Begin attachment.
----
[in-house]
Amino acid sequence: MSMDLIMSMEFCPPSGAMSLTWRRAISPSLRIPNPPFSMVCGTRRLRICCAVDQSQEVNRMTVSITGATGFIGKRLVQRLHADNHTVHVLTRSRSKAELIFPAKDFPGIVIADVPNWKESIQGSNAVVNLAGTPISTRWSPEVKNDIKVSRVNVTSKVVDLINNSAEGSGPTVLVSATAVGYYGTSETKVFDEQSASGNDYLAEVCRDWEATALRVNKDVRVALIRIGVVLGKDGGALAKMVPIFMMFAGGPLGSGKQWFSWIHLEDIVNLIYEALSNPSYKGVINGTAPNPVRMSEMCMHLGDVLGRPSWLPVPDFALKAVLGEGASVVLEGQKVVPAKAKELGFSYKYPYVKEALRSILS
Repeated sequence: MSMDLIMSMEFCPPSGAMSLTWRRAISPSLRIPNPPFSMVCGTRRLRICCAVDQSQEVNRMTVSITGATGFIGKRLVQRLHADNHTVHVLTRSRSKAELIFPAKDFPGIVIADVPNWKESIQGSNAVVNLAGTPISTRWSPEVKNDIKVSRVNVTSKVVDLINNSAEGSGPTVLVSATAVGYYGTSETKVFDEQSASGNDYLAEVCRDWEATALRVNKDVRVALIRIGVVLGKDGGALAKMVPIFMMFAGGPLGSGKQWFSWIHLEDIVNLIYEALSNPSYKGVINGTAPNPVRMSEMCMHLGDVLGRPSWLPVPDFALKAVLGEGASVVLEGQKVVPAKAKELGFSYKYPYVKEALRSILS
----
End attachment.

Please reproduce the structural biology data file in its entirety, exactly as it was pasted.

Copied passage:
[in-house]
Amino acid sequence: MSMDLIMSMEFCPPSGAMSLTWRRAISPSLRIPNPPFSMVCGTRRLRICCAVDQSQEVNRMTVSITGATGFIGKRLVQRLHADNHTVHVLTRSRSKAELIFPAKDFPGIVIADVPNWKESIQGSNAVVNLAGTPISTRWSPEVKNDIKVSRVNVTSKVVDLINNSAEGSGPTVLVSATAVGYYGTSETKVFDEQSASGNDYLAEVCRDWEATALRVNKDVRVALIRIGVVLGKDGGALAKMVPIFMMFAGGPLGSGKQWFSWIHLEDIVNLIYEALSNPSYKGVINGTAPNPVRMSEMCMHLGDVLGRPSWLPVPDFALKAVLGEGASVVLEGQKVVPAKAKELGFSYKYPYVKEALRSILS
Repeated sequence: MSMDLIMSMEFCPPSGAMSLTWRRAISPSLRIPNPPFSMVCGTRRLRICCAVDQSQEVNRMTVSITGATGFIGKRLVQRLHADNHTVHVLTRSRSKAELIFPAKDFPGIVIADVPNWKESIQGSNAVVNLAGTPISTRWSPEVKNDIKVSRVNVTSKVVDLINNSAEGSGPTVLVSATAVGYYGTSETKVFDEQSASGNDYLAEVCRDWEATALRVNKDVRVALIRIGVVLGKDGGALAKMVPIFMMFAGGPLGSGKQWFSWIHLEDIVNLIYEALSNPSYKGVINGTAPNPVRMSEMCMHLGDVLGRPSWLPVPDFALKAVLGEGASVVLEGQKVVPAKAKELGFSYKYPYVKEALRSILS